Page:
The following year, the author published Written in Bone, the second book of the series. Here, the main character heads to an island to investigate on a burned body found in a largely intact and unoccupied house. To add to the peculiarity of circumstances, two others are also killed in another fire within days. Later, a killer storm impedes the investigation and causes the main character to require help from a retired officer and local copper, bringing about shocking revelations of secrets and vengeance within the close-knitted community on the island. The author’s crime-writing skills are once again exhibited through unexpected plot twists within precise gruesome details.
The next two books of the David Hunter series were published in 2009 and 2010. In 2009, Beckett rose to the title of UK’s top selling author in Europe.
For the series, the author was inspired to develop the main character, Dr. David Hunter following his visit and participation at the University of Tennessee Anthropological Research Facility body farm mentioned above, where he had the chance to study about the decomposition of bodies and the science of death from observing real human corpses. He intended the main character to be knowledgeable, yet at the same time “very human”, at times skeptical and stubborn, yet having empathy and intuition.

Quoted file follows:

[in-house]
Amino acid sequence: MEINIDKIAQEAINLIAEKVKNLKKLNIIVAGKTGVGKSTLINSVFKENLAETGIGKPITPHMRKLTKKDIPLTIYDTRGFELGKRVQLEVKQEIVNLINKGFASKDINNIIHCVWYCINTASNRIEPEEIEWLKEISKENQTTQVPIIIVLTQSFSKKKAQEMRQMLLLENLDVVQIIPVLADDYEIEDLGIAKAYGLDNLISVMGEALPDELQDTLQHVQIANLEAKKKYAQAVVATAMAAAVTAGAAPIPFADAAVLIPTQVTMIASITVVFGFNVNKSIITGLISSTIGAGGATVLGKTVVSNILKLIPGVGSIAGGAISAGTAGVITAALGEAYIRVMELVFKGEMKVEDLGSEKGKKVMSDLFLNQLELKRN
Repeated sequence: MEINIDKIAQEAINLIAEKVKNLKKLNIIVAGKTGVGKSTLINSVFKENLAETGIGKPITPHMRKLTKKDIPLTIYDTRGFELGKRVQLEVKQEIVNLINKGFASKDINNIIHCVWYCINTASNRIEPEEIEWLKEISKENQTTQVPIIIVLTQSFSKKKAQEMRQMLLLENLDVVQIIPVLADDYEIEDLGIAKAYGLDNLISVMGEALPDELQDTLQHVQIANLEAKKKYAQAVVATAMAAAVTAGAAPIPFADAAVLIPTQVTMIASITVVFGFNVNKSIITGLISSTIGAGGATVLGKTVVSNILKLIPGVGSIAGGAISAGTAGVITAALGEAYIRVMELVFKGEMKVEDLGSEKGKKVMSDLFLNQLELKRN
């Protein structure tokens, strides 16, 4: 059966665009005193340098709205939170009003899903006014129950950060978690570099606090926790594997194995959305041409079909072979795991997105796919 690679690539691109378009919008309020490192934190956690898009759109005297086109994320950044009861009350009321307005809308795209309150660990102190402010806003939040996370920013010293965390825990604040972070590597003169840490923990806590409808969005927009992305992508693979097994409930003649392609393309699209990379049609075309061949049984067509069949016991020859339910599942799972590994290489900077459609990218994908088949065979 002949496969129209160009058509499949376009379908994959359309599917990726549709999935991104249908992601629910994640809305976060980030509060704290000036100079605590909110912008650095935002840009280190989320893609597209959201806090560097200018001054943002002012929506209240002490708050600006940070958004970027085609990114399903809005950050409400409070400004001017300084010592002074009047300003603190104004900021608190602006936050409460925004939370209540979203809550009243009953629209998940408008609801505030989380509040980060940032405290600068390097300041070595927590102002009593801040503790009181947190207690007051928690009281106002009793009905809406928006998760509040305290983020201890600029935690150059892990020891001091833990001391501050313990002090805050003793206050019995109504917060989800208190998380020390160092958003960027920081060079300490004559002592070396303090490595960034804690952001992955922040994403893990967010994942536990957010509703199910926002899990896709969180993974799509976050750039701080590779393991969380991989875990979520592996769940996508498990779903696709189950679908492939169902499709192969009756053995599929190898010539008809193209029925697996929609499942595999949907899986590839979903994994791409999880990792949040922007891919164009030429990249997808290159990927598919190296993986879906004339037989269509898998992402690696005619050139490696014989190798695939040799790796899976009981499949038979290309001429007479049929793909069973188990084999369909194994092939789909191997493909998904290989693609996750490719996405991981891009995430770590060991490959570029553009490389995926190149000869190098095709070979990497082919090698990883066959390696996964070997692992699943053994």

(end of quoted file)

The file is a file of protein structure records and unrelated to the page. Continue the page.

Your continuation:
Contrary to what one might assume of a crime-novelist, the author is not fascinated by death, but by the forensics employed in the investigation of death. But similar to many, the author wonders about death occasionally, a trait reflected on David Hunter, who is haunted by the mystery of death. Beckett ensured that his fictional forensic anthropologist deviated from typical crime novel characters, which often included boorish men with alcoholic tendencies. Through the series, the author gradually revealed Dr. David Hunter’s personal agenda and history in drip-feed fashion.
Despite not having any formal training in journalism, Beckett’s stint as a freelance journalist in his earlier years equipped him with a commitment to authenticity. Besides visiting the locations used as his books’ settings, the author also tracked down several UK and US based forensic anthropologists for assistance toward his pursuit of scientific and factual accuracy in his crime-writing. Furthermore, Beckett’s veracity drove him to engage experts in various other topics, including police communications and diabetic comas.